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Adjournment - Response to Recommendations on Bushfires

21 March 2019

Ms O'CONNOR (Clark - Leader of the Greens) - Mr Deputy Speaker, this 
morning in parliament in response to a Dorothy Dix question from the 
member for Lyons, Mr Shelton, we had some information come out of the part-
time Parks minister and Premier, Mr Hodgman. This of course is almost 
three months after the fires first started in Gell River in the south-west, 
but as a result of those thousands of dry lightning strikes that struck 
this state in the summer months which we all know, although the Premier 
could not bring himself to say it this morning, are a consequence of 
accelerating climate change. What we learned from the Premier this 
morning is that about 95 000 hectares or around 6 per cent of the 
Tasmanian Wilderness World Heritage Area has been burned.

We know, according to the part-time Parks minister, that approximately 
42 600 hectares or 3.4 per cent of other reserves managed by the Parks and 
Wildlife Service has also been burned. The Premier says that early 
analysis indicates that around 84 per cent of the vegetation within the 
fire boundaries of the TWWHA is fire-adapted and we know that means a 
substantial percentage of the vegetation inside the TWWHA is not fire-
adapted because it is King Billy or Huon or pencil pine, or rainforest 
which, of course, does not respond well at all to bushfire.

I want to take the opportunity on the adjournment tonight to lay out some 
of the recommendations that have been put to Government to respond more 
effectively to bushfires in the future, recommendations that have not been 
adopted by government and I think this needs to be laid on the record.

The Tasmania Fire Service union and authors Simon Pilkington and Alex Dean 
presented to Government an excellent and cost-neutral proposal for a more 
effective and rapid response, particularly to remote area fires. The 
recommendations put forward by the union include investing in initial 
attack and sustained attack by establishing four personnel at a career 
station who are part of the on-shift numbers with go bags and pagers who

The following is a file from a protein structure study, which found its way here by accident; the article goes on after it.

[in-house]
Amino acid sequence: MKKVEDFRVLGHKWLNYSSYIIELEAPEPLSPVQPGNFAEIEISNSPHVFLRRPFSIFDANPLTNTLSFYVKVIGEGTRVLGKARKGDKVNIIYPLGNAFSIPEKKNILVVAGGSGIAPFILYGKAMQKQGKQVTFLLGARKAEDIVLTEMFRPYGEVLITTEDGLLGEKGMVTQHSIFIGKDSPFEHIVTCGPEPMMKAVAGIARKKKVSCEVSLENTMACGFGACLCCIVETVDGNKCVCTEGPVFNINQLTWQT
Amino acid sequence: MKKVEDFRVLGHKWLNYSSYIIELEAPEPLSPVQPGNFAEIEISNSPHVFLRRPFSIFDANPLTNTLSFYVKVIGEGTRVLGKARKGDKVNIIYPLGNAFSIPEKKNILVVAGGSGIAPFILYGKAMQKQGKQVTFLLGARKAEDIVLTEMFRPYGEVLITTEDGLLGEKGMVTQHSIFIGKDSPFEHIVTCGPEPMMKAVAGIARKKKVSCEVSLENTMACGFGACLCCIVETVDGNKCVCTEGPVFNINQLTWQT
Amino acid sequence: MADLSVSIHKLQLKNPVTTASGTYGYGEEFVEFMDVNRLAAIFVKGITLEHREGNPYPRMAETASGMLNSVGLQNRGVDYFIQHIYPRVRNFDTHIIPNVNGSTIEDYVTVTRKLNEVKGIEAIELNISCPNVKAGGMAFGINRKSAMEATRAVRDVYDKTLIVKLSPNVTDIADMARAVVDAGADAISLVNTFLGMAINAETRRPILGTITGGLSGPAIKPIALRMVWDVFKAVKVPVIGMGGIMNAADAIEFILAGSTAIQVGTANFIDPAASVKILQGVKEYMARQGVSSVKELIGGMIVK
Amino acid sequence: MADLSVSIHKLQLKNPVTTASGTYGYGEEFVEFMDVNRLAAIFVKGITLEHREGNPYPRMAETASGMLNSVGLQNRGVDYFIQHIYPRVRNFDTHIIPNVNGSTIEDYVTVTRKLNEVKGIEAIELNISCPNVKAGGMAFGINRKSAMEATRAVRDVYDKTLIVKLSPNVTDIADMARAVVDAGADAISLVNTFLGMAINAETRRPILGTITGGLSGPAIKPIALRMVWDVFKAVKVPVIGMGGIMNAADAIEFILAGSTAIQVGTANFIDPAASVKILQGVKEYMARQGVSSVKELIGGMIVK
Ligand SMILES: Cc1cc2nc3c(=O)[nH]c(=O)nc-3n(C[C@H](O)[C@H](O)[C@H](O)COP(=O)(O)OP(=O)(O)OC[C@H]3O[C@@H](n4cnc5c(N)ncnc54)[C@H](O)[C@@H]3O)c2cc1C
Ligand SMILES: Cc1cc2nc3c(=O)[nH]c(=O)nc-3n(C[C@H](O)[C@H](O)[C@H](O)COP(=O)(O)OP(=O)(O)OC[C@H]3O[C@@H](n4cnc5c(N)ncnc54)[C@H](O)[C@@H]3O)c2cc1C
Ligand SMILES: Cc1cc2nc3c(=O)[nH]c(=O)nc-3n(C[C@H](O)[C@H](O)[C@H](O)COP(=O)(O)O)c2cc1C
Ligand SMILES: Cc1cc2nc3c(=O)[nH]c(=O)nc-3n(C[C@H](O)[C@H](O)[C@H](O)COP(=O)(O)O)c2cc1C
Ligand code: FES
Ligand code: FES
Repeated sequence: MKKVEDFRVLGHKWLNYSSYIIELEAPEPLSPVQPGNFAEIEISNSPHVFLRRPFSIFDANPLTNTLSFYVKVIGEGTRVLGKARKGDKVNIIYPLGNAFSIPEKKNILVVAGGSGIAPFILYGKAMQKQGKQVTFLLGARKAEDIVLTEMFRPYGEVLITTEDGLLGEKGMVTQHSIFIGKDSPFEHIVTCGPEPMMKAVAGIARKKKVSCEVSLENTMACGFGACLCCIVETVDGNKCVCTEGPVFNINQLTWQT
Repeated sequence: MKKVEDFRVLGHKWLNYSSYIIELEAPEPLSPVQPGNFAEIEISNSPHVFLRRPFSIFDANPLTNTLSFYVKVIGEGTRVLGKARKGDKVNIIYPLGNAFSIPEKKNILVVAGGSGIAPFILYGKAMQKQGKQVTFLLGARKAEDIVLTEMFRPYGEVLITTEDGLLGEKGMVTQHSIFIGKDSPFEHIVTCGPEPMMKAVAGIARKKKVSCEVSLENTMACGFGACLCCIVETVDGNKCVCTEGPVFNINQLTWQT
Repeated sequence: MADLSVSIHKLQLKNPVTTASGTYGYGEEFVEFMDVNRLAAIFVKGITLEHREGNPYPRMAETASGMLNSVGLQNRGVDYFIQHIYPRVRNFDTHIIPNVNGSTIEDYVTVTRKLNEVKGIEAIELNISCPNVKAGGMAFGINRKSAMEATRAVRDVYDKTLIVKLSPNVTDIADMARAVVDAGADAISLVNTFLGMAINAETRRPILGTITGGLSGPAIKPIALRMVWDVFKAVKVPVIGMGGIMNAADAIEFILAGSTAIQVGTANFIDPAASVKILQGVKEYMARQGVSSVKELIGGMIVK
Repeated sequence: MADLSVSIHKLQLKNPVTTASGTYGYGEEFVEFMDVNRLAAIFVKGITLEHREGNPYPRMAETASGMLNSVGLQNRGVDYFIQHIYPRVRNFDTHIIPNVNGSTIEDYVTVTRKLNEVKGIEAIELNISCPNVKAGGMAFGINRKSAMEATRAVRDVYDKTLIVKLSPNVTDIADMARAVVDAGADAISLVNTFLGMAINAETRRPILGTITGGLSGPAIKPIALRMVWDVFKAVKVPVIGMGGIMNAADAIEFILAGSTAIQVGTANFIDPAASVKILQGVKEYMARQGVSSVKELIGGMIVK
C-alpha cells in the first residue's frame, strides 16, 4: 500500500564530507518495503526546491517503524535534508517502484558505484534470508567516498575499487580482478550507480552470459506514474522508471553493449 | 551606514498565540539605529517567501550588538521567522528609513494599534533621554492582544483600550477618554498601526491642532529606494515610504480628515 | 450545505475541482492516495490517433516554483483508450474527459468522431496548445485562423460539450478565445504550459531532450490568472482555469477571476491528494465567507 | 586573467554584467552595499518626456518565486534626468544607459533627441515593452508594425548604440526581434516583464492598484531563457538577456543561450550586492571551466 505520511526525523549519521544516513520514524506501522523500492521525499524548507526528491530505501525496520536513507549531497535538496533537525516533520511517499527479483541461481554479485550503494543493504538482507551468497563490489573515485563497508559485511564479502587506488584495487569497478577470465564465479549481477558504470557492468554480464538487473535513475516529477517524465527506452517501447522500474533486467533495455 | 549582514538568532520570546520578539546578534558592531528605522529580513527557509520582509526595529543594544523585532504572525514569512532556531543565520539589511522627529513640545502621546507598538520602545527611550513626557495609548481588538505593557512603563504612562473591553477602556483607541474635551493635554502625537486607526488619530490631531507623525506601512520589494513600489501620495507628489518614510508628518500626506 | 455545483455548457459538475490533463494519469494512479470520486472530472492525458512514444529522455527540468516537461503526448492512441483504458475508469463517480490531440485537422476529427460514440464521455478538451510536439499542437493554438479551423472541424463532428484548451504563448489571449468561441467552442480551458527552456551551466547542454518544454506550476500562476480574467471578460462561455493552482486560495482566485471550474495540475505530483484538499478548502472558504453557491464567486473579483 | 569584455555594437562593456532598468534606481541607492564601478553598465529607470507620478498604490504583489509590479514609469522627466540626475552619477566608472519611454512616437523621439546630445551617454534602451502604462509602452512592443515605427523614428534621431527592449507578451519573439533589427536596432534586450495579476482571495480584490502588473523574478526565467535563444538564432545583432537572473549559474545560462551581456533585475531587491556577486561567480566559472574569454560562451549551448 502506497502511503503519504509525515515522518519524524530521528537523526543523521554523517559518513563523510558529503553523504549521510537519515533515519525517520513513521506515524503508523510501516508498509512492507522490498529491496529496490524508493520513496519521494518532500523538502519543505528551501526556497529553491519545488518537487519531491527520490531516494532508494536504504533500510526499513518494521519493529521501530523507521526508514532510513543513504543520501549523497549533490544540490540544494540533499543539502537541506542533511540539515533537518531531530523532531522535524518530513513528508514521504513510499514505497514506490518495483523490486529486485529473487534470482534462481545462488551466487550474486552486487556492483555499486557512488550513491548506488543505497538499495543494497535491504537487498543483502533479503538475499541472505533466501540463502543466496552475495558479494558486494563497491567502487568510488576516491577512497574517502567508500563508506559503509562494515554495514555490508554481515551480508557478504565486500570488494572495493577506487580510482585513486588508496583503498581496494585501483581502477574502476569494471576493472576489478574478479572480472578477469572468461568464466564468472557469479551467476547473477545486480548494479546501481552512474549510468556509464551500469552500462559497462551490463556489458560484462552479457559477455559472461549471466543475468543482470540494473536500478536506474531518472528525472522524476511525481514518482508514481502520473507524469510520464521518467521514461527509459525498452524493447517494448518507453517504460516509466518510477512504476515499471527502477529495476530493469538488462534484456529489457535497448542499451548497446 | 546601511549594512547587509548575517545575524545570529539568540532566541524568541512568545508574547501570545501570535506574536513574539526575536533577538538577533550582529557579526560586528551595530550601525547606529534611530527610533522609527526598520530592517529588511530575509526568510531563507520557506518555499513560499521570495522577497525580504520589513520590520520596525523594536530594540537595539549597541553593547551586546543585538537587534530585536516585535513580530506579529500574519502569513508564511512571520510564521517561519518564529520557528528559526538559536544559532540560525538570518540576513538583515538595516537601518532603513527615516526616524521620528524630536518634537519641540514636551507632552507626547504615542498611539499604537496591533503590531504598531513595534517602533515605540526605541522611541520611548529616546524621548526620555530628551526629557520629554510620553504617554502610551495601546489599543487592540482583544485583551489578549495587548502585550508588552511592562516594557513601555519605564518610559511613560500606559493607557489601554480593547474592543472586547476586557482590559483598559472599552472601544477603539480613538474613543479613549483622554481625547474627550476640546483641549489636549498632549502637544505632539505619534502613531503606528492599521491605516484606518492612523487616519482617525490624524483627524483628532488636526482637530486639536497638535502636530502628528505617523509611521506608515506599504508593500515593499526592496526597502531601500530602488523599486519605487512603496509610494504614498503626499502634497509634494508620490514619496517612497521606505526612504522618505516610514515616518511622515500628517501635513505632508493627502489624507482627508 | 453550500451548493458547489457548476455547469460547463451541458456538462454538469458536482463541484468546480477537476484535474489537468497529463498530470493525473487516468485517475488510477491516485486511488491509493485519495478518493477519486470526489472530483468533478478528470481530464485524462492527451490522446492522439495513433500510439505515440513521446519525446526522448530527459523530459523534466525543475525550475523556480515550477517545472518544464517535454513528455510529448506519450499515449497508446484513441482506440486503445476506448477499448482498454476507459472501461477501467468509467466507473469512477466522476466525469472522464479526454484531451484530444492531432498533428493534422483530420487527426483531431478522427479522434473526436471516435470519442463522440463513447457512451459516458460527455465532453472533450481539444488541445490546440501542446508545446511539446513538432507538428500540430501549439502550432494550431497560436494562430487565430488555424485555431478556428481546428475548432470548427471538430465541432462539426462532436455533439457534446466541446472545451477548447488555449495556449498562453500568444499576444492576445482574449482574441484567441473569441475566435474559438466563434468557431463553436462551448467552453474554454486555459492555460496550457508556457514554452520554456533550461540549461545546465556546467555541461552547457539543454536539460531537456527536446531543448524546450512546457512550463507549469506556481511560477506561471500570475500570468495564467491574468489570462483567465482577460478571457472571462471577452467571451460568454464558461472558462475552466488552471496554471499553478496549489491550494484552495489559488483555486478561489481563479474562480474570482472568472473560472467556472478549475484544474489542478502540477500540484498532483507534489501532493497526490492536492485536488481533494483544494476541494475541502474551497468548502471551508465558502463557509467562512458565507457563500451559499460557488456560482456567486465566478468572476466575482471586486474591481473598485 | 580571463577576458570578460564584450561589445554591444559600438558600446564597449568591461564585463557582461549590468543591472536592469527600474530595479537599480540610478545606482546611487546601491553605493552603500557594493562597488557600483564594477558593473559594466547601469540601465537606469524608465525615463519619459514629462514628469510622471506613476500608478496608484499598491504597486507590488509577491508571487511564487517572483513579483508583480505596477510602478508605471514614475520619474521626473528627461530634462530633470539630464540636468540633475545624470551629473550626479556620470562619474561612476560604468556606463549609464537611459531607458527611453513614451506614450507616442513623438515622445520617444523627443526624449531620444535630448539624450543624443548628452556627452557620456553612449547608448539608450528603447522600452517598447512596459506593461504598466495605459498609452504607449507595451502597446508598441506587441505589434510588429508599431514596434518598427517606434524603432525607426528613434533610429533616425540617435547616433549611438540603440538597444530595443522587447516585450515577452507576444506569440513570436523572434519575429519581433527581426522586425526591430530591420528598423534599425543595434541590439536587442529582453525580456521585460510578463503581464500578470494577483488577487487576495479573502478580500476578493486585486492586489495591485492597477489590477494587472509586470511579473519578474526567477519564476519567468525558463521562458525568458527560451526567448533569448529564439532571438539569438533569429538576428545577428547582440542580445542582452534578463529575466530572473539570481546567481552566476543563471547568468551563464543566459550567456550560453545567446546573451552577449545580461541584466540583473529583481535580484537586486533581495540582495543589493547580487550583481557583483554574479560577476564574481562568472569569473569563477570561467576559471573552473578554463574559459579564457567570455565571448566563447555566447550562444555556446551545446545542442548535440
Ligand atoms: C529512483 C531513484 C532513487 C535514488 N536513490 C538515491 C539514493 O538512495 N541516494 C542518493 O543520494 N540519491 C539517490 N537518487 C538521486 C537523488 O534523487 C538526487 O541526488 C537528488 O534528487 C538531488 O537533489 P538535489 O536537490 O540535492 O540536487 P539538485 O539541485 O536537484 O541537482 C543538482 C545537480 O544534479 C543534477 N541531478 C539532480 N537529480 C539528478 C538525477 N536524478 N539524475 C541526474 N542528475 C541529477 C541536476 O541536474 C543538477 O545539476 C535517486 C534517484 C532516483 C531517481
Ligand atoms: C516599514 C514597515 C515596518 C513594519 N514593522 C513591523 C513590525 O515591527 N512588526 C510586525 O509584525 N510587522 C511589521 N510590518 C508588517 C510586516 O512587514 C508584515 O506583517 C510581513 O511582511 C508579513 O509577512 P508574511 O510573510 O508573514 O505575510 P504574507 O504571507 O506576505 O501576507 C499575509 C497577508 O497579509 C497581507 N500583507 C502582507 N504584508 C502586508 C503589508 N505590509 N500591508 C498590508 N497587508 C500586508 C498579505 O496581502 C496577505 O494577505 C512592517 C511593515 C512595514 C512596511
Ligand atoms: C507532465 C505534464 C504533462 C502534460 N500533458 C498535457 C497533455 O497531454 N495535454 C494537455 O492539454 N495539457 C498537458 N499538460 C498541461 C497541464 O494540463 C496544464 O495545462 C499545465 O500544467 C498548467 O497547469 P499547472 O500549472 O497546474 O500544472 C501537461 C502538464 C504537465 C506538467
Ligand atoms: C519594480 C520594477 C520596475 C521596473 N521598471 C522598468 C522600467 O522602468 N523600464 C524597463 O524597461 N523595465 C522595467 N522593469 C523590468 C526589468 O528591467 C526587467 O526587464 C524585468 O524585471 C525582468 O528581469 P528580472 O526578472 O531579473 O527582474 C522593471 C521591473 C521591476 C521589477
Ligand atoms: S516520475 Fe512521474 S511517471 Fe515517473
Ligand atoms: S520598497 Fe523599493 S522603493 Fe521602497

are ready to respond quickly to any wildfire using on-ground vehicles or 
aircraft as required. Increased training for fire fighters over and above 
the current standardised training, including aerial firefighting skills 
such as hover entry and exit, helipad construction and sling loading, as 
well as remote skills such as line locater, remote first aid and tree 
felling. A wildfire-ready doctrine that embeds initial attack and 
sustained attack into firefighting practices and to establish a tripartite 
10-year fire walled budget for firefighting resources.

That is something every member in the House would support. After the 
devastating January 2016 bushfires, which caused profound scars in our 
wilderness, the Government commissioned Dr Tony Press, who at that time 
was at the Antarctic Climate and Ecosystems Cooperative Research Centre, 
to undertake a study which is titled 'Tasmanian Wilderness World Heritage 
Area Bushfire and Climate Change Research Project', a research project to 
investigate the impact of climate change on bushfire risks for Tasmania's 
wilderness area and appropriate management and firefighting responses. Of 
Dr Press' recommendations in 2016 these are the ones that have not been 
fully supported by government and we believe these are the ones that go to 
the nub of our response in future to climate related extreme bushfire 
events.

Dr Press says,

Keep abreast of and incorporate into preparedness and response planning 
emerging technologies for predicting and detecting lightning strikes and 
ignitions.

It is clear that we do not have the technological tools at our fingertips 
that we need as Tasmanians who love this beautiful place.

Dr Press recommends:

That there be investment in infrastructure, which includes identification 
and evaluation of options for installing new automatic weather stations in 
the TWWHA and nearby areas to improve weather and data records for the 
region; 

That there be remote area sensors for monitoring local rainfall and soil 
moisture and early detection facilities such as fire watch installations; 

That firefighting equipment be available to fire agencies in different 
regions of Tasmania;

That is remote firefighting equipment obviously. 

That there be improved communication facilities, to enable better 
communications between agencies and for remote firefighting teams; and 

An investment in facilities and equipment to enhance aerial firefighting 
efforts.

We know that the Parks and Wildlife Service, Tasmanian Fire Service and 
Forestry Tasmania fire fighters had at their disposal some of the aerial 
equipment that is required, but clearly not enough. 

Dr Press goes on to say that there needs to be a regular review of 
operational practices, fire suppression techniques and technologies and 
techniques used in other jurisdictions and determine their efficacy for 
Tasmania including in the TWWHA. Particular attention should be paid to 
early intervention techniques and technologies such as early detection and 
rapid attack and continuing to investigate methods and equipment for 
extinguished ground, that is organic soil fires, through things like spike 
and pump combinations. Finally, the only supported in-part recommendation 
by Government that Dr Press made was that the Tasmanian Parks and Wildlife 
Service and other fire agencies should establish protocols for rapid 
assessment of the impacts of major bushfires in the TWWHA and resourcing 
of immediate priorities for recovery action.

We want the state of Tasmania and the Government of Tasmania to get it 
right and we are prepared to work constructively to make sure we do not 
have another fire season like the last one.